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July 16, 2010



Date Published: {J}

Truant complaint

A complaint was dealt with before the Board of Guardians of the Tuam Union on a boy who would not go to school.

Chairman: What was the complaint?

Mr. Daly (Assistant Clerk): He would not go to school, he said that the boys were calling him names.

Chairman: Why don’t you go to school when you are sent?

Boy: The boys were calling me names

Chairman: Did you tell the master that?

Boy: No, sir.

Chairman: And why didn’t you? You will have to go to school. Would you like to be taken away from your foster parent and sent to an Industrial School?

Boy (crying): I would not, sir.

Chairman: If you don’t go to school regularly, we will have to send you to an Industrial School.

Mr. Dermody: Where you will be whipped.

The foster parent of the child intervened and said she would send him to school regularly.

Chairman: If the boys call you names, report it to the Master and they won’t do it again.

The discussion then ended, the Chairman giving a final caution to the boy, and stating that on the next occasion a complaint was made, the matter might be taken out of the Board of Guardians’ hands by the L.G. Board.

Land Commission

A land sub-commission court was held in Clifden on Tuesday, where several cases were heard and fought out by landlords and tenants who would be better employed in settling their differences out of court under the Act of last season which enables them to do so on equitable terms.

It is to be hoped that this is the last of the land commissions for the Connemara tenants, who should long since have been peasant proprietors under the 1903 Act.


Island convent

On the 15th of next month, August, what will probably be the smallest convent in Ireland will be founded by the Presentation Sisters at Tiernee in the lonely island of Gorumna, off the south-western coast of Connemara.

The Mother House of the new convent will be Tuam. From here at the request of the parish priest, Very Rev. Father P.J. McHugh, and of his Grace, the Archbishop of Tuam, the Archbishop of Tuam, four sisters will set out for Gorumna to become the nucleus of a convent that will assist greatly in catering for the temporal, spiritual and education needs of some of the bleak Gaedhealtacht parishes.

Already, Mr. Patrick Robison, contractor, Claremorris, who has completed his work on the new Church of Mary Immaculate in the same place, has commenced reconditioning the national school teacher’s residence which is to become the future Presentation Convent, Tiernee.

At present, it is hard to believe that the little schoolhouse and residence will eventually become an important conventual settlement. Only when one remembers the splendid work done in Achill by these same Sisters of the Presentation, is one reminder of the power of a Faith that knows no obstacles. Indeed, the new Convent and school will possess many features strikingly reminiscent of the schools at Keel.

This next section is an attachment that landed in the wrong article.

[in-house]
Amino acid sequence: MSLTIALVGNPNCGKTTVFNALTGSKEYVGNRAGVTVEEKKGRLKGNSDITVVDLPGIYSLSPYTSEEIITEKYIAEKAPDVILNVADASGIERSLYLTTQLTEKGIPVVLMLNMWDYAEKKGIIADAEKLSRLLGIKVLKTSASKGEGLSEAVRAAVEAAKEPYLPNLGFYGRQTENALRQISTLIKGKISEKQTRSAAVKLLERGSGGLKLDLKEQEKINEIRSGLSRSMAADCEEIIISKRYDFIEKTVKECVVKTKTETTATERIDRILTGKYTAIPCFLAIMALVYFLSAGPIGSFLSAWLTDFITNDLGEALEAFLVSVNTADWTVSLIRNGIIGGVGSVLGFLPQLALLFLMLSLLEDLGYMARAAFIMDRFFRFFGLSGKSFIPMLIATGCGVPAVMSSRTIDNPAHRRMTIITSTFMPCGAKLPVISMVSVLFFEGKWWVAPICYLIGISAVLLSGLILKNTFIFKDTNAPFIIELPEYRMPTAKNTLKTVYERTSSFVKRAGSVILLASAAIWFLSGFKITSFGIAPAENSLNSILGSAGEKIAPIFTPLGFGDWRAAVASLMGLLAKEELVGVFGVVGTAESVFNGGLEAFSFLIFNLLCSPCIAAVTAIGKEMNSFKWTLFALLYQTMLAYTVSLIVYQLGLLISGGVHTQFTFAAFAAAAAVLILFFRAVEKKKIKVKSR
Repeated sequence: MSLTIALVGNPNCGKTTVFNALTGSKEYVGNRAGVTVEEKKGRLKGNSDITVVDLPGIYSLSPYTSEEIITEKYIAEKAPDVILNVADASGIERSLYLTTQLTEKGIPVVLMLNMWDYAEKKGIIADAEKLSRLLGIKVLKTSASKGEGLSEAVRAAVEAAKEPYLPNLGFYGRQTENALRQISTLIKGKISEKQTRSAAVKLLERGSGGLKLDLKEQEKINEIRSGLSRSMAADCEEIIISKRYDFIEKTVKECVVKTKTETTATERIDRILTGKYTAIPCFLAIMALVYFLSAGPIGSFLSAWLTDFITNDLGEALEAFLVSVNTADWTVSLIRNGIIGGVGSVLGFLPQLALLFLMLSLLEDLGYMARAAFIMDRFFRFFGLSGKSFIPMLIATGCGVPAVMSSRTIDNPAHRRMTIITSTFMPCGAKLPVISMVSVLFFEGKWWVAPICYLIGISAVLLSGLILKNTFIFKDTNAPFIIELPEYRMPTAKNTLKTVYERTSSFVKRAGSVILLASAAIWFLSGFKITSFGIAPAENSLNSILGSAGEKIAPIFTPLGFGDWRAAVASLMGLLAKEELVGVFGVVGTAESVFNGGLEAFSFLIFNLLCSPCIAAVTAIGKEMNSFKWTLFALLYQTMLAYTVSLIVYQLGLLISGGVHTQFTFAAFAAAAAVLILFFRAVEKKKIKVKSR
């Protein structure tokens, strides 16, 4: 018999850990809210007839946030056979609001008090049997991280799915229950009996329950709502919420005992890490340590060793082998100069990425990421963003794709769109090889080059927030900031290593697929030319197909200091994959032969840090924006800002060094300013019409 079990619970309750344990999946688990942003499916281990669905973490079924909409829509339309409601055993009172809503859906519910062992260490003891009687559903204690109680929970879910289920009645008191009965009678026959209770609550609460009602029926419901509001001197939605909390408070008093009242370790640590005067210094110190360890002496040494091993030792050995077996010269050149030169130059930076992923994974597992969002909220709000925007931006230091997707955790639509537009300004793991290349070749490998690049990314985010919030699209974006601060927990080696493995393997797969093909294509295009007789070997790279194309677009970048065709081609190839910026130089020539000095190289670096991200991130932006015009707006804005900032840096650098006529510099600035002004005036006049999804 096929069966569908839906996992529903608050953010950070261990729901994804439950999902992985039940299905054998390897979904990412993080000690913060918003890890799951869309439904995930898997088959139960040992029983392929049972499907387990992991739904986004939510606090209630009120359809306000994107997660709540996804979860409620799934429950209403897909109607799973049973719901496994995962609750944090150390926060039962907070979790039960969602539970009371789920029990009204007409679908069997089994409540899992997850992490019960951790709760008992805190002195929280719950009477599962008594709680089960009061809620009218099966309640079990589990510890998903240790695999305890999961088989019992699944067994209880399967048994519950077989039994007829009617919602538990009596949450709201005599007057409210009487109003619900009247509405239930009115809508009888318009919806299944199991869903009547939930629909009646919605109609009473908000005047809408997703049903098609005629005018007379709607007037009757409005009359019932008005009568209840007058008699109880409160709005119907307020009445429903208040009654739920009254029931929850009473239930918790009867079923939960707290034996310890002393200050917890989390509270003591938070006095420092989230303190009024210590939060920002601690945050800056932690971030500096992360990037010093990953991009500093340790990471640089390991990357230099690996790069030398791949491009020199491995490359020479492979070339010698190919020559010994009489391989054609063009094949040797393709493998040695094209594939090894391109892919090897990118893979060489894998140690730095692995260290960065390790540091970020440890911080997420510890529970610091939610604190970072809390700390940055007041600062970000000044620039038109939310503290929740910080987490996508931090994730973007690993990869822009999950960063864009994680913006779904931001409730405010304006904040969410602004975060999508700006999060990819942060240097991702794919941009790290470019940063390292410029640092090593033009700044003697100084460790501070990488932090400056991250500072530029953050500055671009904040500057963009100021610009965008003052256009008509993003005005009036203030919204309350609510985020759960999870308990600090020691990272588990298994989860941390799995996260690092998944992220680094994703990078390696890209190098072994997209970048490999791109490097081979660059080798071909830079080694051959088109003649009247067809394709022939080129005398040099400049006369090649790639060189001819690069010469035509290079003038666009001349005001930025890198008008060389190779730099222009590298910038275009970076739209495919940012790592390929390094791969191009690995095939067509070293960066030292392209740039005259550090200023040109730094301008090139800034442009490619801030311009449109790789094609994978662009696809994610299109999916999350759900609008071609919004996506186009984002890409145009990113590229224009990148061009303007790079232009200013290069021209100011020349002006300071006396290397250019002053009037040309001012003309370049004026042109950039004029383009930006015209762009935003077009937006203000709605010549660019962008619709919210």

The daily attendance at the schools at present averages ninety-seven children of the poorest families to be found west of the Shannon, and the sisters hope to substantially increase this figure.

Population increase

An increase in population of 20,000 persons in the Free State is shown in the estimate of the Registrar-General’s office. The population, says the quarterly return, in the middle of 1935 is estimated at 3,033,000 persons, or 1,545,000 males and 1,488,000 females. This excess of males over females in the Free State population make it remarkable among civilised nations.

Another historical anomaly is the fact that during the first quarter of 1935 the immigrants to this country were larger than that of emigrants to places out of Europe and not within the Mediterranean Sea. Only 200 persons during this period emigrated, while the number of immigrants from these places was 268. The main cause of the increase of population was natural increase, excess of births over deaths.

For more, read this week’s Connacht Tribune.

Galway in Days Gone By

The way we were – Protecting archives of our past



A photo of Galway city centre from the county council's archives

People’s living conditions less than 100 years ago were frightening. We have come a long way. We talk about water charges today, but back then the local District Councils were erecting pumps for local communities and the lovely town of Mountbellew, according to Council minutes, had open sewers,” says Galway County Council archivist Patria McWalter.

Patria believes we “need to take pride in our history, and we should take the same pride in our historical records as we do in our built heritage”. When you see the wealth of material in her care, this belief makes sense.